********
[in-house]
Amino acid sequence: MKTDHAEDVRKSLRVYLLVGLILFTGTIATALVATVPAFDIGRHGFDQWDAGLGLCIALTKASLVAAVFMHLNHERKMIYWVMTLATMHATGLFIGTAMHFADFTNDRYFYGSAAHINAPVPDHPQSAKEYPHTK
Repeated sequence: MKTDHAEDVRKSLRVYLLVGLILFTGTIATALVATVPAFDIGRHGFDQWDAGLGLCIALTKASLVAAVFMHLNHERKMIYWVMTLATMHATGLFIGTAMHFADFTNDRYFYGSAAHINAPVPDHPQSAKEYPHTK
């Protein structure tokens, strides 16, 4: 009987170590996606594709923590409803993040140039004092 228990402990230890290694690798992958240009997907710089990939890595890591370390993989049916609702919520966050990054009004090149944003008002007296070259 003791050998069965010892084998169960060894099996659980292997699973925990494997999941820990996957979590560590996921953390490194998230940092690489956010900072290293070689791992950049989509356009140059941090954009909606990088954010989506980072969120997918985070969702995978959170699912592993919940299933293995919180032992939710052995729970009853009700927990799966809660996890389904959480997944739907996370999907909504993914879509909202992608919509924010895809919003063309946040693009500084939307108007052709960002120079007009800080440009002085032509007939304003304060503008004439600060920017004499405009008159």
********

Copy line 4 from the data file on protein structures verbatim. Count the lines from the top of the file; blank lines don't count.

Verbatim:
């Protein structure tokens, strides 16, 4: 009987170590996606594709923590409803993040140039004092 228990402990230890290694690798992958240009997907710089990939890595890591370390993989049916609702919520966050990054009004090149944003008002007296070259 003791050998069965010892084998169960060894099996659980292997699973925990494997999941820990996957979590560590996921953390490194998230940092690489956010900072290293070689791992950049989509356009140059941090954009909606990088954010989506980072969120997918985070969702995978959170699912592993919940299933293995919180032992939710052995729970009853009700927990799966809660996890389904959480997944739907996370999907909504993914879509909202992608919509924010895809919003063309946040693009500084939307108007052709960002120079007009800080440009002085032509007939304003304060503008004439600060920017004499405009008159």